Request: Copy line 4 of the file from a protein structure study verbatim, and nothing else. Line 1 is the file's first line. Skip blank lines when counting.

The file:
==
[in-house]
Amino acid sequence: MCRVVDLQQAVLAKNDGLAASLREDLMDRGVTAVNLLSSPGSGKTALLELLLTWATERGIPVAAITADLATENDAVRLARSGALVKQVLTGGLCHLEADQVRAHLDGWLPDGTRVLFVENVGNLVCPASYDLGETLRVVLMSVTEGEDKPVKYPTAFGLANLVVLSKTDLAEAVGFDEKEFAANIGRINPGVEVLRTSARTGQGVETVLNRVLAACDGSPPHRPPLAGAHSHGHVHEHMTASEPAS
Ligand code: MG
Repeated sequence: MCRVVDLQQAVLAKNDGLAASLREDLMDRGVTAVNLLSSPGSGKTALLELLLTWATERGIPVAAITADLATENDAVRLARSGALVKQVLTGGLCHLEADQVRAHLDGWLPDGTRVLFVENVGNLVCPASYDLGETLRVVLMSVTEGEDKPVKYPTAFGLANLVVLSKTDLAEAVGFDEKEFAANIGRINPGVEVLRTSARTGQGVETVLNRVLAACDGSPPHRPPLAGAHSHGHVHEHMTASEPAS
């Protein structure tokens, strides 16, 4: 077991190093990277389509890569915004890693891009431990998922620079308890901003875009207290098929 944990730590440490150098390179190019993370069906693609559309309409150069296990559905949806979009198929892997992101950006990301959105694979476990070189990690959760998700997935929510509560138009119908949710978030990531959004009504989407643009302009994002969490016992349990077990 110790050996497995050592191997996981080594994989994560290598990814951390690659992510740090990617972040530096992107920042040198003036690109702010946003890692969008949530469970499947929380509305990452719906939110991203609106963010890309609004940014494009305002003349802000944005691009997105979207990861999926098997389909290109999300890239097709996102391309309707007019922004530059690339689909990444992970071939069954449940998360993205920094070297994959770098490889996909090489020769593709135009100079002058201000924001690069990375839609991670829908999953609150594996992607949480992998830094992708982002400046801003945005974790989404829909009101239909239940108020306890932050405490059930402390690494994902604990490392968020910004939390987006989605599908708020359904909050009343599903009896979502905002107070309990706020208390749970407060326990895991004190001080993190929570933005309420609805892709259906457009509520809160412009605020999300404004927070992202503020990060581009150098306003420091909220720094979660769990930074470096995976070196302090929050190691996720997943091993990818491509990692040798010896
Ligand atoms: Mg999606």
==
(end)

Repeated sequence: MCRVVDLQQAVLAKNDGLAASLREDLMDRGVTAVNLLSSPGSGKTALLELLLTWATERGIPVAAITADLATENDAVRLARSGALVKQVLTGGLCHLEADQVRAHLDGWLPDGTRVLFVENVGNLVCPASYDLGETLRVVLMSVTEGEDKPVKYPTAFGLANLVVLSKTDLAEAVGFDEKEFAANIGRINPGVEVLRTSARTGQGVETVLNRVLAACDGSPPHRPPLAGAHSHGHVHEHMTASEPAS